This post is pretty self-explanatory. Some of these girls are people I dislike because of their personality, and others are poorly-crafted. I did intentionally choose protagonists, though, because it’s boring and relatively easy to criticize antagonists. Next week, I’ll do the opposite and look at five female characters that I like.
1) Lucie Darnay (from Dicken’s A Tale of Two Cities)
I love almost everything about this book, but I have to admit: Lucie is a major weakness. She’s a doll, as Sydney Carton describes her. While he didn’t mean what he said, I do. She’s unoriginal, boring, and plastic, dressed up prettily but with no spirit. Or, for a different metahpor, she’s a marshmallow—sweet, almost too much so, but insubstantial, and too much of her can cause stomachaches.
2) Novinha Wiggin (from Card’s Ender series)
At first, I felt bad for her. She did have a pretty lousy childhood. I could relate to her intensity and love of studying, and I was excited to see how she and Ender would interact. That was where it went wrong. To avoid spoilers, I won’t go into too many details, but she lost any shred of approval from me by the end. Such a little selfish, unempathetic, cold, hard-hearted, stubborn … ooh! She makes me so angry. Part of it is because Ender is one of my favorite characters of all time, so anyone who hurts him upsets me. Part of it is that she’s just nasty. No, I don’t expect characters to be perfect—and, in fact, I don’t like perfect characters, like Lucie Darnay—but Novinha simply has no redeeming qualities.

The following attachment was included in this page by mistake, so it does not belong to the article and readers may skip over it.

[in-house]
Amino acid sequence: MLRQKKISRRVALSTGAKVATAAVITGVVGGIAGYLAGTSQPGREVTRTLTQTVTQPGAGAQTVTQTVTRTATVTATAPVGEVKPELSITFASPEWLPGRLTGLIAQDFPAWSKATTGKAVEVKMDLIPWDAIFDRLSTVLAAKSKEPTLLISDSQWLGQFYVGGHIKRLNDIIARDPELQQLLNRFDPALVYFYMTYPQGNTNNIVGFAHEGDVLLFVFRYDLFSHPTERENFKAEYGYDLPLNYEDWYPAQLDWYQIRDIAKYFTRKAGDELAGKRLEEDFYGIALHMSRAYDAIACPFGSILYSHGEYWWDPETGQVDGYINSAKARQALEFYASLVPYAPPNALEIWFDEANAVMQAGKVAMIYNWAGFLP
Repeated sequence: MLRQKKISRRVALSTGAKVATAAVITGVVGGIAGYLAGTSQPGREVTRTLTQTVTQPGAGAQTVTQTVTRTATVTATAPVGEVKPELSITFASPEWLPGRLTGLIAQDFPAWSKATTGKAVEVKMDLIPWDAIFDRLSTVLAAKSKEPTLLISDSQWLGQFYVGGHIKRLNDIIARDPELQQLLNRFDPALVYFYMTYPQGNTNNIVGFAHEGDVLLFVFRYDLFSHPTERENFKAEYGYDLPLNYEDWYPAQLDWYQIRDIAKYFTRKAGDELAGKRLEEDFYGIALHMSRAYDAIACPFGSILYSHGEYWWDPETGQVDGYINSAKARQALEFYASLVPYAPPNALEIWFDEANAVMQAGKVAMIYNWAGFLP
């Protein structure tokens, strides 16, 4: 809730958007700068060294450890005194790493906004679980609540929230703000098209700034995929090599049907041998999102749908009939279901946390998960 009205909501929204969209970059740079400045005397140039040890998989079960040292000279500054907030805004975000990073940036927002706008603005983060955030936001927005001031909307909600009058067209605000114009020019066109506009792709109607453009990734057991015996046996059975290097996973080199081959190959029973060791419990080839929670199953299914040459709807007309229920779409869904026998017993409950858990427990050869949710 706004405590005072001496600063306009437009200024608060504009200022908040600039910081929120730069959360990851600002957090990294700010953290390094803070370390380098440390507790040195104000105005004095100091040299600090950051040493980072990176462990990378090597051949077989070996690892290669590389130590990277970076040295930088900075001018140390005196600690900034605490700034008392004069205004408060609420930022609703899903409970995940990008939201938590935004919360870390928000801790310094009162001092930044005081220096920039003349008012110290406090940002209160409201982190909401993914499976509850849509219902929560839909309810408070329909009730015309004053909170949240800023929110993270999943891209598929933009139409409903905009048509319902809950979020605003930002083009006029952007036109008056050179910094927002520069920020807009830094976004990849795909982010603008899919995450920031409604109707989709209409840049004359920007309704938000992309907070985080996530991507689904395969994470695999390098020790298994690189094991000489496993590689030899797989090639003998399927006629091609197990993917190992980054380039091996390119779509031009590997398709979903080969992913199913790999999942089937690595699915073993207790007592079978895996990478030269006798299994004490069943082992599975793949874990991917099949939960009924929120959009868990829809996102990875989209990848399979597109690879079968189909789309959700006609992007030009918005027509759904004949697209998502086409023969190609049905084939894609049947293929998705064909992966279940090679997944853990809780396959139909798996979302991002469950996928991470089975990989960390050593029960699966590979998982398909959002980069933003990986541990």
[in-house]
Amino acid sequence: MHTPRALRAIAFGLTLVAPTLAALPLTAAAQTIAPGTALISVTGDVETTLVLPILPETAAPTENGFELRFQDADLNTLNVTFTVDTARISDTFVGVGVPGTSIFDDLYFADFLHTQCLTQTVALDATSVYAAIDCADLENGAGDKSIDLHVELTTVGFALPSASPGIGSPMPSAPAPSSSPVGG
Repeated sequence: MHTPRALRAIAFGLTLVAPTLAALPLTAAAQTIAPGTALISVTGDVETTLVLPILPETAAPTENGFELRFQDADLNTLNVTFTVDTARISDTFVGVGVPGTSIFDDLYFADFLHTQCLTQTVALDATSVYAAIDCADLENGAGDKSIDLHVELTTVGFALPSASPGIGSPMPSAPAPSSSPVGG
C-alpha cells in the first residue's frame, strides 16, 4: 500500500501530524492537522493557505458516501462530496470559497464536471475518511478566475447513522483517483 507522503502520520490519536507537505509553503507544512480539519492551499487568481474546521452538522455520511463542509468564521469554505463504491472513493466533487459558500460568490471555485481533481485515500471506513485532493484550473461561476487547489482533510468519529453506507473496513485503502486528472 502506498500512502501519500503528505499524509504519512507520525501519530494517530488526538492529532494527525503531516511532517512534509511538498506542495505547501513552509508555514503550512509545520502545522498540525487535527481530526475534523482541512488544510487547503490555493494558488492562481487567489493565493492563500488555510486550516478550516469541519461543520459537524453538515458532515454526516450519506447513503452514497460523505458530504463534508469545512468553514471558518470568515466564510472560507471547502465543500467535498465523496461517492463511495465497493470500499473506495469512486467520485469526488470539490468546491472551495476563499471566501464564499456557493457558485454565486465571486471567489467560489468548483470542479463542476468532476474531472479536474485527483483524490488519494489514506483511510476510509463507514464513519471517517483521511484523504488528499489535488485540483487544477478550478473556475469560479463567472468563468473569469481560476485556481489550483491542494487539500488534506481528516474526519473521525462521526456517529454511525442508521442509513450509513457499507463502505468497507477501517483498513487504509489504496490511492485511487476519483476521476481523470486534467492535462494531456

3) Scarlett O’Hara (from Mitchell’s Gone with the Wind)
There are many reasons why I despise this novel, but Scarlett trumps all. She’s self-centered, spoiled, whiny, and childish. The entire book is spent describing her pining for her beloved Ashley. He’s married to someone else! What will it take to get that into your head? Too much, apparently. Even after she creates a huge scandal and realizes whom she truly loves too late, she simply tosses her hair and says, “Tomorrow’s another day”. She’s so convinced that she can get what she wants, and she never repents from her sin and folly. Does she ever learn from her mistakes? Okay, I’d better stop before I turn this into a full-fledged rant (which, perhaps, it already is).
4) Piper McLean (from Riordan’s Heroes of Olympus)
I feel rather bad about including Piper, because I know she’s been criticized a lot. I’ll keep my complaints short: She’s kind of wimpy. Yes, I know, she does save the day quite a few times, but her moping about herself and about how she’s useless was just annoying. I could never relate to her or root for her like I could for the other characters. A lot of it may have to do with the fact that I’m a Percy fan, and her relationship with Jason caused her to view him more highly than Percy.
5) Arya (from Paolini’s Inheritance Cycle)
Arya reminds me of myself, which is mostly why I dislike her so much. Her intensity, over-seriousness, and reluctance to open up and trust others are all qualitites I share—ones that I don’t like. I can understand her dismissal of Eragon (at least at the beginning), and I respect her dedication to doing what she believes is right, but honestly, Arya. Can you laugh? Can you admit your weaknesses? Can you have emotions?
Now it’s your turn: who are some of your least favorite female protagonists, and why?
Also, I’d love it if you could spare the time to take the poll below: